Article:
New Terror Threat To U.S.?

Sudanese journalist Lubna Hussein, right, who faces 40 lashes on the charge of "indecent dressing", flashes a victory sign to her supporters as she enters the court in Khartoum, Aug. 4, 2009. AP Photo/Abd Raouf

U.S. intelligence and law enforcement agencies have detected increased "chatter" or communications between known al Qaeda operatives, senior officials have told CBS News Correspondent Jim Stewart.

This official described the chatter as "terrorist electronic and internet intercepts" some of which are in the form of morale booster messages like, "Stay tuned. Good news is on the way." Some suggest "targets in the United States;" others say "overseas."

Much of the increased chatter is taking place in Afghanistan and began to spike in volume earlier this week. They suggest an impending attack against the U.S. and its allies both in America and overseas but contain no specifics.

It may possibly be related to the Sept. 9 anniversary of the assasination in Afghanistan of a Northern Alliance leader.

The threat is "non-specific" and officials say the increased communications is "less intense" than a spike that occurred around July 4, but that it is still "intense."

"It is similar but not quite as serious" as the chatter picked up around last July 4, said one official.

It was enough, however, for the Pentagon to immediately resume 24-hour a day Combat Air Patrol over Washington and New York, something they hadn't planned on doing until next week's 9-11 anniversary. The patrols will continue indefinitely.

In addition, the U.S. embassy in Kabul, Afghanistan has been "buttoned up."

In a related development, German authorities said Friday they arrested a Turkish man and his fiancee, a civilian employee of the U.S. military, who are suspected of planning an attack on a U.S. military installation.

The couple had 287 pounds of chemicals and five pipe bombs at the time of their arrest Thursday in an apartment near Heidelberg, where the U.S. Army Europe is headquartered.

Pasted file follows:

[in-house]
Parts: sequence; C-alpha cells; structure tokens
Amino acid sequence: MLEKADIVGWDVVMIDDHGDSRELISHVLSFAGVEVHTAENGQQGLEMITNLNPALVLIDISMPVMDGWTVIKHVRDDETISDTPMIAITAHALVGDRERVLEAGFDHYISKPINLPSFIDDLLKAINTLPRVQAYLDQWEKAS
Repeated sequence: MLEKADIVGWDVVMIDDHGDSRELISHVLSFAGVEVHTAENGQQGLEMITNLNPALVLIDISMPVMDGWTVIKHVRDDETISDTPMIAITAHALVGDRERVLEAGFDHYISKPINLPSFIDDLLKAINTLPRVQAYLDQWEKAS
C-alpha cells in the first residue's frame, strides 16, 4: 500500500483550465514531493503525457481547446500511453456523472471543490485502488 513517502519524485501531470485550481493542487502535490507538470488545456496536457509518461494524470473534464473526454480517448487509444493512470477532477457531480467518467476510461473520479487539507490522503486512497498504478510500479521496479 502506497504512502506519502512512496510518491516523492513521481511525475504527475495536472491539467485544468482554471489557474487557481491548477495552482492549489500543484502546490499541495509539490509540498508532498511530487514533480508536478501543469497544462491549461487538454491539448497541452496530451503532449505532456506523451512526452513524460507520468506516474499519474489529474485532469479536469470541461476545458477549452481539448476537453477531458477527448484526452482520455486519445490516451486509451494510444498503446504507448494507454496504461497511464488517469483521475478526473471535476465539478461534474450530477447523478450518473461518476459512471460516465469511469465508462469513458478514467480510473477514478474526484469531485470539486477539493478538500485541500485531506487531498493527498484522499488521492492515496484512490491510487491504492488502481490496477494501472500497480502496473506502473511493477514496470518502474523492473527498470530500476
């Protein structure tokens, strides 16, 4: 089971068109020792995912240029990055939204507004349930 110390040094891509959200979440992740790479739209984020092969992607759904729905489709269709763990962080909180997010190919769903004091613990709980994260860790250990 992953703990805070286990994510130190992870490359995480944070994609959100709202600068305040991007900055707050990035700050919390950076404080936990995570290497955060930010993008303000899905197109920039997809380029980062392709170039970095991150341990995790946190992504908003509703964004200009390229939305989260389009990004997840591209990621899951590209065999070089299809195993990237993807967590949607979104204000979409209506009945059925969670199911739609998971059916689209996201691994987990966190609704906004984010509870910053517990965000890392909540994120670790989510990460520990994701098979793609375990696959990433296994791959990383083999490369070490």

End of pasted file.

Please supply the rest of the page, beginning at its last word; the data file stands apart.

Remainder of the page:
"We suspect that they intended to mount a bomb attack against military installations and the city of Heidelberg," the chief law enforcement officer for Baden-Wuerttemberg state, Thomas Schauble told reporters.

The 25-year-old man appeared to be a follower of Osama bin Laden, and was a strict Muslim "who hates Americans and Jews," Schauble said.

His 23-year-old fiancee worked at a supermarket at a U.S. installation in Heidelberg and holds joint German-American citizenship. The man worked at a chemical warehouse in nearby Karlsruhe. They were arrested in their apartment in Walldorf, about six miles south of Heidelberg.

No official has made a connection between the German arrests and the increased chatter within Al Qaeda but the timing is certainly suspicious.

Since the Sept. 11 attacks, law enforcement authorities have instituted a plethora of tightened security measures, including more stringent inspections at U.S. borders and increased screening at airports. A proposed Homeland Security department which would reorganize the president's cabinet to tighten security and information sharing is currently being debated by Congress.

For the one-year anniversary of Sept. 11, the government is imposing flight restrictions over the airspace where planes went down last September. The temporary rules will cover the three sites where hijacked planes crashed that day. They'll coincide with public ceremonies in New York, Washington and the Somerset County, Pennsylvania, field where Flight 93 went down.

Long-term security measures include:

  • U.S. Customs officers are headed overseas to check cargo containers as they're loaded in Singapore.

  • Local police and the FBI are sharing more information about threats and suspects.

  • Hospitals and public health departments are tracking diseases for potential bioterror attacks.
    • Dan Collins

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